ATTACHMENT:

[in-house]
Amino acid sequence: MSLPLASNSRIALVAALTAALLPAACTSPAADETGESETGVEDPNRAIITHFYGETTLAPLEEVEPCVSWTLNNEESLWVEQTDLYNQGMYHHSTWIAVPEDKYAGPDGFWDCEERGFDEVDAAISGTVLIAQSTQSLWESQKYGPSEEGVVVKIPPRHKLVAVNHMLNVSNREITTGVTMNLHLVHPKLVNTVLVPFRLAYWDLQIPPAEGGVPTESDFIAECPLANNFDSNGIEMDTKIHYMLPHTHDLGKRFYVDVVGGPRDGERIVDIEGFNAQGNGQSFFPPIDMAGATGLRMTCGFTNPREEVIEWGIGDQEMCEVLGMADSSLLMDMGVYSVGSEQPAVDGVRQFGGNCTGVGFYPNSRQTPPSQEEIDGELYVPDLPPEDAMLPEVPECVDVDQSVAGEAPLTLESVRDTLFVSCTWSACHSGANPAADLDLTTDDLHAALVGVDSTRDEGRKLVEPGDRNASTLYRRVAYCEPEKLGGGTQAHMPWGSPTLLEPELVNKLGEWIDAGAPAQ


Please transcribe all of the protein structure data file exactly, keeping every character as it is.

[in-house]
Amino acid sequence: MSLPLASNSRIALVAALTAALLPAACTSPAADETGESETGVEDPNRAIITHFYGETTLAPLEEVEPCVSWTLNNEESLWVEQTDLYNQGMYHHSTWIAVPEDKYAGPDGFWDCEERGFDEVDAAISGTVLIAQSTQSLWESQKYGPSEEGVVVKIPPRHKLVAVNHMLNVSNREITTGVTMNLHLVHPKLVNTVLVPFRLAYWDLQIPPAEGGVPTESDFIAECPLANNFDSNGIEMDTKIHYMLPHTHDLGKRFYVDVVGGPRDGERIVDIEGFNAQGNGQSFFPPIDMAGATGLRMTCGFTNPREEVIEWGIGDQEMCEVLGMADSSLLMDMGVYSVGSEQPAVDGVRQFGGNCTGVGFYPNSRQTPPSQEEIDGELYVPDLPPEDAMLPEVPECVDVDQSVAGEAPLTLESVRDTLFVSCTWSACHSGANPAADLDLTTDDLHAALVGVDSTRDEGRKLVEPGDRNASTLYRRVAYCEPEKLGGGTQAHMPWGSPTLLEPELVNKLGEWIDAGAPAQ